As the opioid crisis continues, Americans are seeing the price of overdose-reversal drugs climb higher and higher.
Naloxone sales increased from about $21 million in 2011 to $274 million by 2016. Part of that increase was thanks to state and local governments passing rules to make the antidote more widely available.
But the market is mostly controlled by the three major drug manufacturers that have approval from the Food and Drug Administration to make naloxone, and some increased their prices in response to the new regulations. For instance, a two-dose Evzio package that was $690 in 2014 now goes for about $4,500.
That's made it harder for local governments that want to give more of their first responders the antidotes. In 2010, the Washington, D.C., fire department could get naloxone for $6 a syringe. By 2017, the same drug cost five times as much.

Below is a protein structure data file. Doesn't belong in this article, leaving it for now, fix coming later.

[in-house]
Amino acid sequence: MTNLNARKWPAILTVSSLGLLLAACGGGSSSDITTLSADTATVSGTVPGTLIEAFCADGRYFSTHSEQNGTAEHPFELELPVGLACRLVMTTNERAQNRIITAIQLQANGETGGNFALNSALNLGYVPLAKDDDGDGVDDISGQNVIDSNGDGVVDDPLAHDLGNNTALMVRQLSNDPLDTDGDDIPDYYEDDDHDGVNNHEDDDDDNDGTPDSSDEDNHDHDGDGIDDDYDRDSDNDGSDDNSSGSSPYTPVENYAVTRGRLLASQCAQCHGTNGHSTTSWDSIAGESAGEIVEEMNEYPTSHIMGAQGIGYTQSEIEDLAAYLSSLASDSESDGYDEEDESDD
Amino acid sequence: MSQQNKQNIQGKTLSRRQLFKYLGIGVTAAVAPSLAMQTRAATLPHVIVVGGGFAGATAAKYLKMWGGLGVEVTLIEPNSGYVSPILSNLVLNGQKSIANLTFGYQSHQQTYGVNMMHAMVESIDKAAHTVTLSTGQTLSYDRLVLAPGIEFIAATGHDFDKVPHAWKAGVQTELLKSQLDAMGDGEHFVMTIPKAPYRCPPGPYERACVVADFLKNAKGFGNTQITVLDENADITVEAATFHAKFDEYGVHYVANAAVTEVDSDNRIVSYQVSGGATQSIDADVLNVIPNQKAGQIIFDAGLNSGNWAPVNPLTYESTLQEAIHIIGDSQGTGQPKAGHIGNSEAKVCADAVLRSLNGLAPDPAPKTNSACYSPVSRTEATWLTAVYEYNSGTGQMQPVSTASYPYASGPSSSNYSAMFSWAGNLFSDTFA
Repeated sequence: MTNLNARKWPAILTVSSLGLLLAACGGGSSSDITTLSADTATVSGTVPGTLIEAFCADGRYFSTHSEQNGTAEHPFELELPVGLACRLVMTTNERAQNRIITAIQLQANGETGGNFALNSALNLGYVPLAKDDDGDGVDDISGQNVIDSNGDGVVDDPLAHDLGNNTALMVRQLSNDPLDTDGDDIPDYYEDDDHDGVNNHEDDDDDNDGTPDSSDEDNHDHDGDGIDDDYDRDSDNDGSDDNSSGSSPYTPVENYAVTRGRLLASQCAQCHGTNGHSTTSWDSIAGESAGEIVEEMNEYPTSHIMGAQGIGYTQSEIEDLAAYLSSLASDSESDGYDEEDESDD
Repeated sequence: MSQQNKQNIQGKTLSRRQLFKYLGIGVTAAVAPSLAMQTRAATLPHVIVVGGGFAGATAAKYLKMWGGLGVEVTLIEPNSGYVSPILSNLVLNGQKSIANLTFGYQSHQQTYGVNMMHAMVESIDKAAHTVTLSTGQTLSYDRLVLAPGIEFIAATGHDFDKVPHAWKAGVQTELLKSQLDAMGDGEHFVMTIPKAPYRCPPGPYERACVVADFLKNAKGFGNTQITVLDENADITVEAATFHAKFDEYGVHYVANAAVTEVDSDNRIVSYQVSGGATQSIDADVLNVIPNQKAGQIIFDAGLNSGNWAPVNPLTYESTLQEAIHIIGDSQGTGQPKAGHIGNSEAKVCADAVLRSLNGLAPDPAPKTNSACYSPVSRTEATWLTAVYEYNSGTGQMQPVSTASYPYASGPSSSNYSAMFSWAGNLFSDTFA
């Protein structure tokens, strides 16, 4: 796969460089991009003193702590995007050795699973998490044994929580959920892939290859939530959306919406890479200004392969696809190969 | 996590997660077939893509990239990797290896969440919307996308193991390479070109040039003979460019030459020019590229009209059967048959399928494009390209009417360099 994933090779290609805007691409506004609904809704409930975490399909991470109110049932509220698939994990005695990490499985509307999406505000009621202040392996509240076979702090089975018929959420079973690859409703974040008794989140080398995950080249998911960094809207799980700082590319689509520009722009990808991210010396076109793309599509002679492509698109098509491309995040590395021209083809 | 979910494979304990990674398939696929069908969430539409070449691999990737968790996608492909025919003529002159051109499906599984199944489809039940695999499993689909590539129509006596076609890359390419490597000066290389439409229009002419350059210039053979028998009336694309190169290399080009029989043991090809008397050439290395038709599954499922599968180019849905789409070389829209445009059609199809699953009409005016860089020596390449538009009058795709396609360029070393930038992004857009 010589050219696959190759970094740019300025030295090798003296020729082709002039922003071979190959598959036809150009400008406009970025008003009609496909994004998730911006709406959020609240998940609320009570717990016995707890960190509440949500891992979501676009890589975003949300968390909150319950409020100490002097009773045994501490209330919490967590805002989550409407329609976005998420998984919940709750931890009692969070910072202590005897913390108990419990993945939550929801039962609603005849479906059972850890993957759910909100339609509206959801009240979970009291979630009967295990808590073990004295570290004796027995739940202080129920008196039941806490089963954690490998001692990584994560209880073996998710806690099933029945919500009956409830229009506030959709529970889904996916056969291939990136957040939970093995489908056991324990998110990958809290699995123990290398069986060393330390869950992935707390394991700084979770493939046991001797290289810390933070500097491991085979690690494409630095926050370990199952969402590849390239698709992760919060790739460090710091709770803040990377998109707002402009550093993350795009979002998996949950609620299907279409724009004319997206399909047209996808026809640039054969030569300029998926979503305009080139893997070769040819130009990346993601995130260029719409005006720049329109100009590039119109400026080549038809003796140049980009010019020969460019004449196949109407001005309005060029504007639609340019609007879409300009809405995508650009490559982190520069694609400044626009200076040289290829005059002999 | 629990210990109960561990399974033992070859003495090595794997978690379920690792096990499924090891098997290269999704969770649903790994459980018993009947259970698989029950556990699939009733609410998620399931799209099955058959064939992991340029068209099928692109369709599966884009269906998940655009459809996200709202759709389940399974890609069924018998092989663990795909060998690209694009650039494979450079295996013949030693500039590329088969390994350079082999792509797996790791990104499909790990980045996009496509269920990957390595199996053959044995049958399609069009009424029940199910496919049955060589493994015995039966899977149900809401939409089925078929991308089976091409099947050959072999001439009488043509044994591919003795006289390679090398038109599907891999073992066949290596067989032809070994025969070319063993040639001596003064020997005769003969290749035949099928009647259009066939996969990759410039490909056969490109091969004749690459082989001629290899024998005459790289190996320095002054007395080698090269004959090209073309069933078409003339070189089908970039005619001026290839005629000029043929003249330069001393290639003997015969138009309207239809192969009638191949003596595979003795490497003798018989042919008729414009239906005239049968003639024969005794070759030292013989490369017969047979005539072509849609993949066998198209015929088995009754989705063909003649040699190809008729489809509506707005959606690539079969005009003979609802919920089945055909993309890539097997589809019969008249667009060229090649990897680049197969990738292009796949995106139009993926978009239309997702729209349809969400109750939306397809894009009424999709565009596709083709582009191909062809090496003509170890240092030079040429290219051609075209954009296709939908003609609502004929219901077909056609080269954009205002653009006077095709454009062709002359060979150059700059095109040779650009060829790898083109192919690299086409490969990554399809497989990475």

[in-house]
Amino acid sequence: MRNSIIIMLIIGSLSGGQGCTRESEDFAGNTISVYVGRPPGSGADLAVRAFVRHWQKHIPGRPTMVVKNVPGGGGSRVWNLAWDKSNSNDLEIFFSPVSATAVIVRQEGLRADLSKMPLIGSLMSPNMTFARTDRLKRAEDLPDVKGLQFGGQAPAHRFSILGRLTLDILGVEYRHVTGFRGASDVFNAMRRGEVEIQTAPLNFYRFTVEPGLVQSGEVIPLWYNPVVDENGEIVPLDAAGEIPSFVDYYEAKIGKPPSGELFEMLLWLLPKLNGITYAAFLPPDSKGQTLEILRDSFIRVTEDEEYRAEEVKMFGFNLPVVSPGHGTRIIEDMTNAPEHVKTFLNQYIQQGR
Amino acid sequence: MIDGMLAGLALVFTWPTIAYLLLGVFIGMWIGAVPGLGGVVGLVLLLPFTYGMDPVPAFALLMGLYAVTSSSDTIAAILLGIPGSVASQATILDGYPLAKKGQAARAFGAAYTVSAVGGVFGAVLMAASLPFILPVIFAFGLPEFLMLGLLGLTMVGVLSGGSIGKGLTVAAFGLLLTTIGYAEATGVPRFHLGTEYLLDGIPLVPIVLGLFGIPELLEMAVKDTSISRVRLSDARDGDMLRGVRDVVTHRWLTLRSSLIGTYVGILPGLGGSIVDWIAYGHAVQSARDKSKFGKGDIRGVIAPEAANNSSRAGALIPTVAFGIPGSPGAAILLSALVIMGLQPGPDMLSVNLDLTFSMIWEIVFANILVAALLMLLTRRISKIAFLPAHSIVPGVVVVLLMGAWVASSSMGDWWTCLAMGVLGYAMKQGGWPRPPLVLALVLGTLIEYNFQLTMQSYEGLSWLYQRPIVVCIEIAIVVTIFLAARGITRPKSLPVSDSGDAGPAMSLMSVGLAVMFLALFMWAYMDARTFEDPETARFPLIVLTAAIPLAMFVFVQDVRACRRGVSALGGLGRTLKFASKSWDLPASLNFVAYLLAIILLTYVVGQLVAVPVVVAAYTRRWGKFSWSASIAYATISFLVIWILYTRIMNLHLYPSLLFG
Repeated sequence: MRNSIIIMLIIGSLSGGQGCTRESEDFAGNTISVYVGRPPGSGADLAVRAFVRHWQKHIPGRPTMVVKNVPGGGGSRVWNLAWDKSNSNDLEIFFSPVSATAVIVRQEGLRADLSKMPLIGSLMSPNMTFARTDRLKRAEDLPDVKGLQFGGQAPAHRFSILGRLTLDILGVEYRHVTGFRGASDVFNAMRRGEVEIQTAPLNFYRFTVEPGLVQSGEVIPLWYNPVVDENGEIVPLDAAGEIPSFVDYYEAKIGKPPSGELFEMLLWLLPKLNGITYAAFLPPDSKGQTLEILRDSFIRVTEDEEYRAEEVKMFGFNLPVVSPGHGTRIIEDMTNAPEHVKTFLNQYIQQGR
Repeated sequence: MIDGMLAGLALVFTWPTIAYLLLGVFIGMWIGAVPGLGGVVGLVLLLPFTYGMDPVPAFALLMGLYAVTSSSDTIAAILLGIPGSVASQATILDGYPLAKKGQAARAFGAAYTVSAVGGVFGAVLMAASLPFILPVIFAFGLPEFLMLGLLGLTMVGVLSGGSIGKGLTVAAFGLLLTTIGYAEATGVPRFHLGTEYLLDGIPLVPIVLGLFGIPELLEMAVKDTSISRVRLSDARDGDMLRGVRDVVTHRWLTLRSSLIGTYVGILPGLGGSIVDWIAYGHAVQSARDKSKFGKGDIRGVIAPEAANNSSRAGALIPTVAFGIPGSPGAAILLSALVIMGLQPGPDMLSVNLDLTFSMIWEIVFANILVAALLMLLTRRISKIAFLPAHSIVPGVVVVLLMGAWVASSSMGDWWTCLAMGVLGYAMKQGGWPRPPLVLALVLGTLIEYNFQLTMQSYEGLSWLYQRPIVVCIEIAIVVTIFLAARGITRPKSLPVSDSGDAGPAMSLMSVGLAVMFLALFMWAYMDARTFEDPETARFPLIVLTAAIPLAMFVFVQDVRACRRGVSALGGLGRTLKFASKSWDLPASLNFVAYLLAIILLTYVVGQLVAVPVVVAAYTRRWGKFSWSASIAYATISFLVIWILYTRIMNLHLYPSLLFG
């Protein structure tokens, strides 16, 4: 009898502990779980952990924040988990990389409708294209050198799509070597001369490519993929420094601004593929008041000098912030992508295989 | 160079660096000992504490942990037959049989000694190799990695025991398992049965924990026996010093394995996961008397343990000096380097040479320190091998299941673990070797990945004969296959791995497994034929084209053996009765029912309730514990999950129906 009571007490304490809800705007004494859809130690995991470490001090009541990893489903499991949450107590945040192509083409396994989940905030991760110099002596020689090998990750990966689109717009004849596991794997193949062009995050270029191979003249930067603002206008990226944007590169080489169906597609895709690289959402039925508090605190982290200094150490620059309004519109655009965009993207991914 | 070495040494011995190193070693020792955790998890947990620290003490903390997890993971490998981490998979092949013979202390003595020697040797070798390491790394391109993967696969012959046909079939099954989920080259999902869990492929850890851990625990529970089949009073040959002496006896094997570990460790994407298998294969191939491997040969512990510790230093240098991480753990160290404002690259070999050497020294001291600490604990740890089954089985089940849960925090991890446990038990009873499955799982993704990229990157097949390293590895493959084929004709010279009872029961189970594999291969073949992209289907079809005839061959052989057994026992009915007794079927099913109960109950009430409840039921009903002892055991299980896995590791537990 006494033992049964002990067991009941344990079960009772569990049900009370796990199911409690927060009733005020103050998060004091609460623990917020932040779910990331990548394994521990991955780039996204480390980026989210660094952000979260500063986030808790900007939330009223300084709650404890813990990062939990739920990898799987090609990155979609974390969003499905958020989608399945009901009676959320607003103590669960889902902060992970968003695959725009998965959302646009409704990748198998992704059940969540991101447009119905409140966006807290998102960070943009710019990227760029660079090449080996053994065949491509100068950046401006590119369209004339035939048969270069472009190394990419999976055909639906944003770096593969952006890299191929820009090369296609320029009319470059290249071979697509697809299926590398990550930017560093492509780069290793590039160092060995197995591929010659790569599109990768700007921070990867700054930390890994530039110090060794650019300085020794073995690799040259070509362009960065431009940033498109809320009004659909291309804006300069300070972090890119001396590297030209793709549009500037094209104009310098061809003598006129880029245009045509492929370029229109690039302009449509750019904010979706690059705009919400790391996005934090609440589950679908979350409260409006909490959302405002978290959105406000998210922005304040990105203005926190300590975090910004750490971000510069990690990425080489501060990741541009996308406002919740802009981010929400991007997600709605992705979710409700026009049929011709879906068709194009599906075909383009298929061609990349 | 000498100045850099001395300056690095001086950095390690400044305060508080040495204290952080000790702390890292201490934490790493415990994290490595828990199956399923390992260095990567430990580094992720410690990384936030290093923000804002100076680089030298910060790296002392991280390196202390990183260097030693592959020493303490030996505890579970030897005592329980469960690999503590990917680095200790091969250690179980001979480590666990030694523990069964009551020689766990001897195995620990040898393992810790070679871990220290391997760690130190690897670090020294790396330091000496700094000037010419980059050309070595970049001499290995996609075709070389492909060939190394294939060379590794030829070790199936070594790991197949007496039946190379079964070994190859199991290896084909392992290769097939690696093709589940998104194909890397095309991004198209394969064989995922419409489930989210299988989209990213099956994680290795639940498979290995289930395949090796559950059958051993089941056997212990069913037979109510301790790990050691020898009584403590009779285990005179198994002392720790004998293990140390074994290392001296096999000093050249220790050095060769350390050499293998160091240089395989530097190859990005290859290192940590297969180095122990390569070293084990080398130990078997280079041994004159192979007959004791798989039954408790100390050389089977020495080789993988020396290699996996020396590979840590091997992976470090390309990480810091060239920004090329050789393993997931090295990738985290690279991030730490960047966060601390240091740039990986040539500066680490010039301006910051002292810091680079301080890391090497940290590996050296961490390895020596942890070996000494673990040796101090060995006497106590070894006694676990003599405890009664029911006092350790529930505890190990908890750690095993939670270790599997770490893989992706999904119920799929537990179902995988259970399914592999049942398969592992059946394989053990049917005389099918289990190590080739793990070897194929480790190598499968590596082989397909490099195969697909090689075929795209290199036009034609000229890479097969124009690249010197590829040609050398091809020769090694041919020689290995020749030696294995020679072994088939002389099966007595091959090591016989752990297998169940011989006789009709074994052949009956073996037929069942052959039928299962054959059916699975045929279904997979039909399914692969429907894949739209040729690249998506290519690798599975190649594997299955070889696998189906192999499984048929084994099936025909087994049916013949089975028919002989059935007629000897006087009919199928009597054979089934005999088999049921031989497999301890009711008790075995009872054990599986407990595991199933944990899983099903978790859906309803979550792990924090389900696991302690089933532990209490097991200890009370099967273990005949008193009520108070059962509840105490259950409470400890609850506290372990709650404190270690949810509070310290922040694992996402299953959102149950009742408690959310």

In the hardest-hit cities, like Philadelphia, the budget isn't big enough to keep a steady supply. In 2016, the city had a budget that allowed them to buy 5,000 naloxone kits for the year. But when they ran out, they needed a private organization to step in and donate another 1,500 kits to keep first responders stocked with naloxone.
Additional reporting by Newsy affiliate CNN.